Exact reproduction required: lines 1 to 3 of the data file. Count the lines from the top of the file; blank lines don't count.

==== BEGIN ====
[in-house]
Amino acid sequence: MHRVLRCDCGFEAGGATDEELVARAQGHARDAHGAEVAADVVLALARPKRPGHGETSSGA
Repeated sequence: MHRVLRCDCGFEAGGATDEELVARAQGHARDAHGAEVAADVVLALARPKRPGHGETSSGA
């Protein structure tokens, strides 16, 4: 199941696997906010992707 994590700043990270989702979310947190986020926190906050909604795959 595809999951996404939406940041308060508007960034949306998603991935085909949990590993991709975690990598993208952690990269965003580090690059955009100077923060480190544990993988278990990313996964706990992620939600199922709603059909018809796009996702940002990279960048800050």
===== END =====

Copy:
[in-house]
Amino acid sequence: MHRVLRCDCGFEAGGATDEELVARAQGHARDAHGAEVAADVVLALARPKRPGHGETSSGA
Repeated sequence: MHRVLRCDCGFEAGGATDEELVARAQGHARDAHGAEVAADVVLALARPKRPGHGETSSGA